“Lou, You Know What ...


Years ago we resigned a big brand account in the consumer electronics space.

I think the statute of limitations has run out, 10+ years, so I can share the name. You’ve probably heard of them. Sony. At the time we supported their consumer electronics business in the U.S. handling their video camcorders, cameras and laptops.

The account encapsulated the worst of both worlds, a vendor-supplier dynamic out of the Procurement 101 Handbook and repetitive tasks that had the team feeling they had landed on a General Motors assembly line in the 1950s.

Row of cars coming down the assembly line with mechanics

After losing two members of the account team in less than year — even a NYC press event with Bobby Flay whipping up fish tacos with a mango salsa as journalists videotaped him did nothing for morale — a line had been drawn. What did I value more? Our employees or a prestigious account with a hefty budget?


The Root of the Problem

Naturally, I investigated whether it might be possible for both to be true. Unfortunately, a deep dive into the account revealed a massive chasm between what Sony wanted in its PR agency and what we wanted in a client.

I made the trek to San Diego to deliver the news to the head of Sony’s in-house PR team. Taking the diplomatic path, I explained why we had decided to exit from the account with the overarching message being the wonderfully vague “not a good fit.” I also remember trying to work in a secondary message, “It’s not you. It’s us.”

She wasn’t having it.

I tried to stay on message. I really did.

But she kept coming at me from all directions and with what started as a passive aggressive tone becoming just flat-out aggressive.

I cracked finally and cut to the core issue:

“You don’t need a PR agency. What you really need is a call center.”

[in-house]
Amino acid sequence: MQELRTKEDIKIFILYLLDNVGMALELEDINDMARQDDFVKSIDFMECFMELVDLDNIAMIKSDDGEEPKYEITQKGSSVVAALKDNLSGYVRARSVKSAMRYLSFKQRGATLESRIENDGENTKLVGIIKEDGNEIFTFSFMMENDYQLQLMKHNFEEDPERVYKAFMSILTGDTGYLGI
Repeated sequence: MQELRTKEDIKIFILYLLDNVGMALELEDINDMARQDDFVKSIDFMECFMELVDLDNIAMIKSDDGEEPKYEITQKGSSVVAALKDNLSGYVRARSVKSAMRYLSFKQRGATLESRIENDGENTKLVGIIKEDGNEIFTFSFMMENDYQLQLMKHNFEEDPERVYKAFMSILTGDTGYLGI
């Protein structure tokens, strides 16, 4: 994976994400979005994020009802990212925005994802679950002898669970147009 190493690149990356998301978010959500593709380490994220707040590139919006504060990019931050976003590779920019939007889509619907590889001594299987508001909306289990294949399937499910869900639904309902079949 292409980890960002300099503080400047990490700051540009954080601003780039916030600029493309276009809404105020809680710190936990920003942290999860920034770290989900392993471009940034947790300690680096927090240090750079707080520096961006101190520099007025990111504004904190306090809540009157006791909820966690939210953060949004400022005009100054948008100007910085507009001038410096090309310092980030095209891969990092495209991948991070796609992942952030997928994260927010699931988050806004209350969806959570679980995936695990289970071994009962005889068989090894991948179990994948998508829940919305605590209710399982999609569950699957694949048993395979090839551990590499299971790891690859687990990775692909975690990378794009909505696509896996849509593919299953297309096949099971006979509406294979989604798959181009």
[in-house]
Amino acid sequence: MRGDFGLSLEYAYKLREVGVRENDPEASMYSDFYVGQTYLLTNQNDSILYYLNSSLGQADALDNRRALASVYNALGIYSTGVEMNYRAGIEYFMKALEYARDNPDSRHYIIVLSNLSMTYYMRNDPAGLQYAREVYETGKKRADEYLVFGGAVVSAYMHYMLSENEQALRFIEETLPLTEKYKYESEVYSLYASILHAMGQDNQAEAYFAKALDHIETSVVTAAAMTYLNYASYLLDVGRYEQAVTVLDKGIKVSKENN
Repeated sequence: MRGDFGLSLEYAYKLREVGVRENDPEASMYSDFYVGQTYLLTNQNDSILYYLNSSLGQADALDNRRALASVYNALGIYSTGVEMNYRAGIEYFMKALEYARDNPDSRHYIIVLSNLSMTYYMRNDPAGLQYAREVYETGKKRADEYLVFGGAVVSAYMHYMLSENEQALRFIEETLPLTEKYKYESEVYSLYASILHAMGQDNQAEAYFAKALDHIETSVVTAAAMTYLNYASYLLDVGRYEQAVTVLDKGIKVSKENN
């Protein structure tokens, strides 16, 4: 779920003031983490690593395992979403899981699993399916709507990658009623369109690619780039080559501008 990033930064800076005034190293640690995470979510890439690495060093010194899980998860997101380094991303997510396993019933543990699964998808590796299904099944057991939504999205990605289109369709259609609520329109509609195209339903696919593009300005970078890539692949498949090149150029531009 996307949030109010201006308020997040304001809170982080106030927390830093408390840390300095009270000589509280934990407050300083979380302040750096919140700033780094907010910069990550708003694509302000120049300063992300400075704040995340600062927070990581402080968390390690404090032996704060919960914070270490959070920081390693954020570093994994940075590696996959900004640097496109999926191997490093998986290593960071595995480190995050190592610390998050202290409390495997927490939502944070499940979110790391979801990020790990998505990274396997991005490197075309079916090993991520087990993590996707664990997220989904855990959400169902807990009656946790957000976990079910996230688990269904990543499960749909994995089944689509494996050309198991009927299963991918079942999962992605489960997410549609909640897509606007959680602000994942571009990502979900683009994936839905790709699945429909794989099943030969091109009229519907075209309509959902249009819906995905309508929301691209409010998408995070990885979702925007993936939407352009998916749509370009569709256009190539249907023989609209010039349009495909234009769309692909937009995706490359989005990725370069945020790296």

At this point, a rather spirited discussion ensued. I seemed to have hit a nerve. She eventually brought the dialogue to a close with this zinger:

“Lou, you know what your problem is?”

In the split second pause, I’m thinking, a) She doesn’t really want me to answer the question, so keep quiet, and b) I’m aware of my flaws, but have a hunch I’m about to learn a new one.

“Your problem is you take business things personally.”

In those eight words, she perfectly captured the disconnect.

If you care, you do take things personally.

I actually think this characteristic of taking things personally helps to differentiate the Agency.

We care.

And that care is one of the driver’s behind our staff going above and beyond to support clients. It’s what causes one of our account folks to see a client opportunity over the weekend that calls for immediate attention and jumps into action. It’s what pushes our account teams to continually look for a better way.

We do take things personally.

You got a problem with that?




  • Todd Defren

    Had the exact same experience with TMO. Those big brands are great for $ and ego, but suck morale like nothing else. Kudos on doing the right thing.

    • Lou Hoffman

      Thanks. Good hearing from you Todd. Hope you and your are family safe and sound.

  • DudeStro

    The dilemma:
    1. Remain steadfast and on-message (you covered that last week in a re-run Blog).
    2. Tell the truth (“Don’t truth me, Boaz . . .” -Vonnegut).
    3. Backtrack. Find people who you’ll cycle through the account. Keep on keeping on.
    4. Or do what’s right. And what – though it seems complex – is the simple approach.

    People make the business. Not the other way around.
    Ideas, energy, focus, success and failure (learning, and winning come from respect, teamwork, expectations, and encouraged accomplishment).

    Many metaphors come to mind:
    1. Roberto Duran: “No mas.” // “Survival and pain can be a great motivator” -Mat Hodgson.

    2. When the MLB Manager was willing to let Jose Canseco pitch (a “Who cares?” moment), albeit, he threw his arm out. https://www.baseball-almanac.com/players/pitchinglogs.php?p=cansejo01&y=1993

    Either way, the control was in the hands of the performer. The doer. The person standing in the ring or in the dugout.

    Why continue something that’s neither productive nor motivating for the Team (or the business). People don’t question the walk-away. Your Team surely won’t. More likely, they’ll ask, “What took you so long.”

    No mas.

    I’m out.

    • Lou Hoffman

      “No mas” indeed.

      P.S. They did ask “what took you so long?”

  • Steve Fowler

    Funny, years ago I had the same conversation with my son’s Little League coach. I shared with him that, “This isn’t a good fit. I believe we should move on.” He responded with, “You need to care less about your son and do what is right for my team.” We never looked back.

    • Lou Hoffman

      Thanks for parachuting in Steve.

      At the risk of going off topic, little league coaches seem particularly skilled at this quality.


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